Tuesday, March 13, 2007

King on new Weisman: More Art Nouveau
Lyndel King (above) unveiled plans for an expanded Weisman Art Museum on the University of Minnesota campus. First constructed in 1993, the new 11,000 square-foot addition will include four new galleries, a cafe and a studio, all designed by the original architect: Frank Gehry. And there was a lot of talk about the Los Angeles-based architect who went from being an eccentric who put asphalt in the kitchen of his Santa Monica house to designing the world's most talked about museum (Guggenhein Bilbao, not the Weisman).

King, the Weisman's director, says Gehry's metal curves for the new addition will probably be stainless steel and be "more organic, more like the drawings" than the original Weisman.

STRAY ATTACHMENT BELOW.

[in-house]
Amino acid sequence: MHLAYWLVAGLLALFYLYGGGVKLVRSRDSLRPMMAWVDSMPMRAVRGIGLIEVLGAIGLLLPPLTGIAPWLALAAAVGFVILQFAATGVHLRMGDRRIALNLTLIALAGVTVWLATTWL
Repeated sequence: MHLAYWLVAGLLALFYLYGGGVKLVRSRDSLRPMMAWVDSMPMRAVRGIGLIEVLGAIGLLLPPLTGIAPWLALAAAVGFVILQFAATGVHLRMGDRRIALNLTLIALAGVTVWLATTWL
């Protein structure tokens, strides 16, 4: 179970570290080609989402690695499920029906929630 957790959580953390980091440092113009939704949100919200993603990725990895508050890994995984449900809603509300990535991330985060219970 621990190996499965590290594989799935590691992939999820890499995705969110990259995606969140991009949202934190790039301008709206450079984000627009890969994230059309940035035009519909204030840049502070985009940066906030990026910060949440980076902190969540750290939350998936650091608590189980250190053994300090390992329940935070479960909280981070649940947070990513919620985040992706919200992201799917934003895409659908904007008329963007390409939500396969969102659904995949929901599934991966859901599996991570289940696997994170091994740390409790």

"When he did this building, the drawings were very organic, very complicated. The drawings look a lot like the drawings for the Guggenheim in Bilbao, which was just after us," King says. "But our building looks significantly different. That's because he had to straighten them out, [make them] more geometric. I like to say that our current building is a cubist sculpture and the addition is going to be more Art Nouveau."

The lower photo, above, shows the new WAM Cafe. The conceptual model and drawings show supports for the cantilevered cafe, which will be perched on the Mississippi River side of the building. Asked if she'd like to see the cafe with hidden supports (think Guthrie cantilever), King says, "I would love to have it seem to be floating in air." (Photos by Todd Melby)

To listen to an interview with Lyndel King, click here.

No comments: